Teleflex’s MagicBus is the first NMEA 2000 application to leave the station.
By Tim Clark — March 2002
Think of a bus, and a drab image will likely come to mind: a dimly lit depot somewhere in the Midwest, stop-and-go traffic on a potholed city street, or unruly school kids crammed onto grimy green vinyl seats. Buses are way down on our lists of preferred conveyances, below the subways that run below them, below even streetcars, one of which was at least named Desire. But even so, you can’t argue with the engineers who adopted the word to describe the circuits that move electronic information around. It’s a clipped form of a term we borrowed from the French: voiture omnibus, which means "vehicle for all." Teleflex’s MagicBus, by connecting a wide array of control and display electronics on a single cable, fully embodies the definition.
Aboard the MagicBus you never know whom you’ll meet. Engine-monitoring data travels along with the GPS boat position; course and speed ride side by side with info from fuel-tank and water-temperature sensors; instructions from electronic engine controls share space with switch inputs for bilge pumps, stateroom lights, and the saloon stereo.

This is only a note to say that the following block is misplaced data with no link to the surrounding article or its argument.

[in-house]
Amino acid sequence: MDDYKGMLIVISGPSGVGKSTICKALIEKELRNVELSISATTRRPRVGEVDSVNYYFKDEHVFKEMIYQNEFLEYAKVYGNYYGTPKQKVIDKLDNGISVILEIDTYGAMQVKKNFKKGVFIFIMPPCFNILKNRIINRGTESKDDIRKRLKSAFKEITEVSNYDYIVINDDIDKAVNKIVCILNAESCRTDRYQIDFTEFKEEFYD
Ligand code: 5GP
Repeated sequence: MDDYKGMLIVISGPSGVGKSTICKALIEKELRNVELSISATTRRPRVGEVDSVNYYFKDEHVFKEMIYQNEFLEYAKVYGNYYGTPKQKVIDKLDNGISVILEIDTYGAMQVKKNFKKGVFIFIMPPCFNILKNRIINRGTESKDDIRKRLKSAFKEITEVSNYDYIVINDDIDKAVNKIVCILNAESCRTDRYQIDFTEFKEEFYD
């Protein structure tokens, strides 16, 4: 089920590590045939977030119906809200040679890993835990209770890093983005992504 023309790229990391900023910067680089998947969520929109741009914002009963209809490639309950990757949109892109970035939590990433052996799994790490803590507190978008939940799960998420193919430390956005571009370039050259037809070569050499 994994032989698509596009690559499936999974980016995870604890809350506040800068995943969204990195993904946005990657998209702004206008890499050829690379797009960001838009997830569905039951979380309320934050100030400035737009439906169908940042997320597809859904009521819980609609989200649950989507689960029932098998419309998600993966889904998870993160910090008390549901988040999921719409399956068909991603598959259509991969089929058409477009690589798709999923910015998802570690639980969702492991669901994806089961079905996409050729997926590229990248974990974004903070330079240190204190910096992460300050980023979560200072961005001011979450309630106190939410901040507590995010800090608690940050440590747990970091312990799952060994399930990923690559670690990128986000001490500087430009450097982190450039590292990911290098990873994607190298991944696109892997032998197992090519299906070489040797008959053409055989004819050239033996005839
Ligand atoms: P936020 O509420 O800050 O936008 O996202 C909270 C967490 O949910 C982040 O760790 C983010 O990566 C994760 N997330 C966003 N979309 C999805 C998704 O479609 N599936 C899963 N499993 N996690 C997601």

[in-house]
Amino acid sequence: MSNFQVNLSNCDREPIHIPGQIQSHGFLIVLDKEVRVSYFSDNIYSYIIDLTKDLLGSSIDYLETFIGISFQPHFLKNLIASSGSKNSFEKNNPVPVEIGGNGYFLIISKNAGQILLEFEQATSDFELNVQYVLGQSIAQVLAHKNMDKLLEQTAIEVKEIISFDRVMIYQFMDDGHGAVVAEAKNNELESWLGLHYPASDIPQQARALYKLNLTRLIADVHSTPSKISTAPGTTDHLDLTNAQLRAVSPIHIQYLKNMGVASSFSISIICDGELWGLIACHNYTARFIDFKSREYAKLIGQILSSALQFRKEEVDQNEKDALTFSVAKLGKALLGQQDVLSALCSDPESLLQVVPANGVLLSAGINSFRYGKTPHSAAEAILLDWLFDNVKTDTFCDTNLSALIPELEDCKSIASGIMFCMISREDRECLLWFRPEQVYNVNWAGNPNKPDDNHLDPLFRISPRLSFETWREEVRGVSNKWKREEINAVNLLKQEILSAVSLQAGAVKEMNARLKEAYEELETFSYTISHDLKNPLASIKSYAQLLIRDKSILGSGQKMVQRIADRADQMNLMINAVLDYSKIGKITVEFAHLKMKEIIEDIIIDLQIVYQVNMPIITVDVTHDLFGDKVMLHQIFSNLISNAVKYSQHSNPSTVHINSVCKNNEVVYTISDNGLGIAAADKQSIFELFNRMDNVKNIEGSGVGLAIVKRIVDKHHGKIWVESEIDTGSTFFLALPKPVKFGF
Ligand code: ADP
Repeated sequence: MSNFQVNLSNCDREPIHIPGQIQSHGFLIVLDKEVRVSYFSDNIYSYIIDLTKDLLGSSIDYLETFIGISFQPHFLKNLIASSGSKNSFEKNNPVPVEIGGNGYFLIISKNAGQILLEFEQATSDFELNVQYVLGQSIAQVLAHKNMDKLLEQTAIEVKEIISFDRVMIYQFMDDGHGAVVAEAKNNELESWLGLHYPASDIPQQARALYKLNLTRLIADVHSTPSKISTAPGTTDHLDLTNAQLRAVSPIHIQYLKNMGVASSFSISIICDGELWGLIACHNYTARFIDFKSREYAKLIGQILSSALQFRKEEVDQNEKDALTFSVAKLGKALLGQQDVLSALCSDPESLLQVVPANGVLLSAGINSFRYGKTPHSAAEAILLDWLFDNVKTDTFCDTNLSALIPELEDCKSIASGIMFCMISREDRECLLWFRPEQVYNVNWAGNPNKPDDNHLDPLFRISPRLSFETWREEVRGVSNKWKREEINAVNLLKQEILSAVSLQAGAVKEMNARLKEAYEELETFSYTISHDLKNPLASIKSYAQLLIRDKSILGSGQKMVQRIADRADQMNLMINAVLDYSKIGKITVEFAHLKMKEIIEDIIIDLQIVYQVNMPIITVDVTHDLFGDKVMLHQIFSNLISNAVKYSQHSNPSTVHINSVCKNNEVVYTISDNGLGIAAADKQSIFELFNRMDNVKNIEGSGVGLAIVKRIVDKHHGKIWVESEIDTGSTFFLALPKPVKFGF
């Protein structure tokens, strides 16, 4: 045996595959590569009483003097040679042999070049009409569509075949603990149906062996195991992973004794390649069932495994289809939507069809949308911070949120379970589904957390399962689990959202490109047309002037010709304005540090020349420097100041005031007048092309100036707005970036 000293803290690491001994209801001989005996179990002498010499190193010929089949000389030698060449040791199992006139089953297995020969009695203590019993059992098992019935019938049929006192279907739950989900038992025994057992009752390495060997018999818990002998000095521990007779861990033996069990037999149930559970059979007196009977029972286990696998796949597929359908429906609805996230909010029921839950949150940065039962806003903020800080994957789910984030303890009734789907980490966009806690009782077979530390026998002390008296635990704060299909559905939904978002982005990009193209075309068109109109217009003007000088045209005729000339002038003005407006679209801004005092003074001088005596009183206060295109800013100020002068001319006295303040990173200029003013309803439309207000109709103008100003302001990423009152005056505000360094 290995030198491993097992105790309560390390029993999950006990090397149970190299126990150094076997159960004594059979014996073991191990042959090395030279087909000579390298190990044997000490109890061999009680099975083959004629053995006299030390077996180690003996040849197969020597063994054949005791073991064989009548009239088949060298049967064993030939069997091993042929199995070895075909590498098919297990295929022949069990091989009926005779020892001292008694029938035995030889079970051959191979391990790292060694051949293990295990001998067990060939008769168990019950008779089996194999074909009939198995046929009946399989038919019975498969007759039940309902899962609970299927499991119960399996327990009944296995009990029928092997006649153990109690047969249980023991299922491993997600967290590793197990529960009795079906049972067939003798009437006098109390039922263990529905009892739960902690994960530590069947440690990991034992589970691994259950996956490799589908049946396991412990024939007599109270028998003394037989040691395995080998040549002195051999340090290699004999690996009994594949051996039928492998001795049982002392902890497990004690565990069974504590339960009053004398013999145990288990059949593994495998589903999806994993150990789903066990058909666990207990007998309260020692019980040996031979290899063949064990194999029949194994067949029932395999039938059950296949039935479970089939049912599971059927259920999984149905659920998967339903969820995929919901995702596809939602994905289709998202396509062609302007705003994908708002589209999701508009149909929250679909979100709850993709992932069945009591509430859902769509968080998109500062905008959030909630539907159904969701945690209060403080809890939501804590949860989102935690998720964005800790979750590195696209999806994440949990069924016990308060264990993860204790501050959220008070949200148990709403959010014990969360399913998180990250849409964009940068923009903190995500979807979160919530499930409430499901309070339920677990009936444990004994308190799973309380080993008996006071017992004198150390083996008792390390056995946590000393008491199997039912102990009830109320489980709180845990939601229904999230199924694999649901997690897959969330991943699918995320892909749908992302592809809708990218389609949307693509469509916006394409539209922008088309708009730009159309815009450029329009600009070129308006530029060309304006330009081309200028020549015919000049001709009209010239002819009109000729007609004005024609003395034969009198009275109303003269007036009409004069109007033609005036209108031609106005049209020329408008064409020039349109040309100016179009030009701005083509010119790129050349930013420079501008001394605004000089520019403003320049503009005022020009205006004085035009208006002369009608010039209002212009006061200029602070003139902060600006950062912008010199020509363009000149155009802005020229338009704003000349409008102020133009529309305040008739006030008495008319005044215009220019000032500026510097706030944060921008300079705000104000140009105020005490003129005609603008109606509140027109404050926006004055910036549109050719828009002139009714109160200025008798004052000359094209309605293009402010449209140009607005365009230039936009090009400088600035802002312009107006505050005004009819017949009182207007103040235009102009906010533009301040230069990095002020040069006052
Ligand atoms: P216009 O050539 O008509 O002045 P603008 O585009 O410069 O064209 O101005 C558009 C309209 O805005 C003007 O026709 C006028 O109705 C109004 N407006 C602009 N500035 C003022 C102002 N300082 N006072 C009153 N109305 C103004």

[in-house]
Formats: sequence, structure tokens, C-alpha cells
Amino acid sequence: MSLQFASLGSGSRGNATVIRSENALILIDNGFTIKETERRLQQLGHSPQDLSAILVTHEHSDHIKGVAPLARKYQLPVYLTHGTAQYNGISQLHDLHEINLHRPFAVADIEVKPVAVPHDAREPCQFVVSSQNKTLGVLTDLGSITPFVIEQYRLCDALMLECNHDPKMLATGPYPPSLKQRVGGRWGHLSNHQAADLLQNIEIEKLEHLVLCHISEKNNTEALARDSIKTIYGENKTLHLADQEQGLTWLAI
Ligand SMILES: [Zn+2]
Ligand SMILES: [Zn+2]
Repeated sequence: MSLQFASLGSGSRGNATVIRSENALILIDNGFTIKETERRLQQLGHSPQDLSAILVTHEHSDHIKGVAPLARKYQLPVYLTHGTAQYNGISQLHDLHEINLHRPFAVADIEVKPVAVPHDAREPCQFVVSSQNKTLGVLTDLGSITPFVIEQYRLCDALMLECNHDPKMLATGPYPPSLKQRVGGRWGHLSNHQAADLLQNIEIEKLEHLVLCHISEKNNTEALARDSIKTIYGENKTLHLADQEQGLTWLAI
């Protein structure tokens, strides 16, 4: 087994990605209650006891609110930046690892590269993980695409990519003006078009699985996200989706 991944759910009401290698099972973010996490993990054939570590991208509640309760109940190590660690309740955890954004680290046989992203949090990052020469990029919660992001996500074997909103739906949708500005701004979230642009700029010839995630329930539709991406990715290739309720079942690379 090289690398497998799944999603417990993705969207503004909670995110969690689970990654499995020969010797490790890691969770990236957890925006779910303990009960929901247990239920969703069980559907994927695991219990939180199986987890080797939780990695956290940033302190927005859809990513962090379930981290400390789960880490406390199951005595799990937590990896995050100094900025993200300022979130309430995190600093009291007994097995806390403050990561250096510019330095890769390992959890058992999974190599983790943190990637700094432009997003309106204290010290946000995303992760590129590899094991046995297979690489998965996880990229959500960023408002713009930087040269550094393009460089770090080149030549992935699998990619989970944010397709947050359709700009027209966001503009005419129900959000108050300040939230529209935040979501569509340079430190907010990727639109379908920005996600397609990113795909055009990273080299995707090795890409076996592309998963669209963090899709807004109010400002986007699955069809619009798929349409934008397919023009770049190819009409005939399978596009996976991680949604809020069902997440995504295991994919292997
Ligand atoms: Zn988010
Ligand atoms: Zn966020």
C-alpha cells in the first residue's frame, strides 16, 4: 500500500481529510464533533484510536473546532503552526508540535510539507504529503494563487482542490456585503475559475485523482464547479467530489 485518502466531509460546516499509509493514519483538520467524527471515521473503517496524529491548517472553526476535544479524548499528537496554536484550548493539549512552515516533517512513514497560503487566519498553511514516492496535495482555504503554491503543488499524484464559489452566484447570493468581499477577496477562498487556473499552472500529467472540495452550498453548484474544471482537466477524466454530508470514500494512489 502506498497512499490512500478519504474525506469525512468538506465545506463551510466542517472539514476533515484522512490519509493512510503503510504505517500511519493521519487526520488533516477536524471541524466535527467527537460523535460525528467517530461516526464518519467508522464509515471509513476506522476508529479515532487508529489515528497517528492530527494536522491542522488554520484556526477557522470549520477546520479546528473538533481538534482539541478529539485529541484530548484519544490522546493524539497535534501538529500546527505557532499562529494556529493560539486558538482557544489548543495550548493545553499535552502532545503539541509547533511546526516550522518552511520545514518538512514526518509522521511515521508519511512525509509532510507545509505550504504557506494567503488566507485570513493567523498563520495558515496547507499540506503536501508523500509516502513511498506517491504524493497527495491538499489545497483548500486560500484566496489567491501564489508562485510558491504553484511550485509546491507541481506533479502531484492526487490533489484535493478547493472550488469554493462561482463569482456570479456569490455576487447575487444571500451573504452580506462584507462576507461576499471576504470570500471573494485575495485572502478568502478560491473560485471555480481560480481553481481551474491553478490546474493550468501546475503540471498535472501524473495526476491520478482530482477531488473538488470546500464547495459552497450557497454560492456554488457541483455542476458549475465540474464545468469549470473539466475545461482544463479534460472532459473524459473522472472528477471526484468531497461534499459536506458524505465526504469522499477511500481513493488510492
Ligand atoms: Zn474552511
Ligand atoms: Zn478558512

What makes this possible? NMEA 2000–the National Marine Electronics Association’s years-in-the-making digital interface protocol designed to quicken, intensify, and streamline communications between onboard electronics.
MagicBus, along with the array of components that make up the Teleflex Intelligent System (TIS), is the first such system on the market based on the NMEA 2000 open-architecture protocol. Other onboard networks exist–most notably Raymarine’s High Speed Bus 2, Furuno’s NavNet, and Mercury’s SmartCraft–but so far only MagicBus has NMEA 2000 at its core. Its performance is impressive, and its potential benefits for boat owners, boatbuilders, and even other manufacturers of marine electronics are considerable.
This article originally appeared in the January 2003 issue of Power & Motoryacht magazine.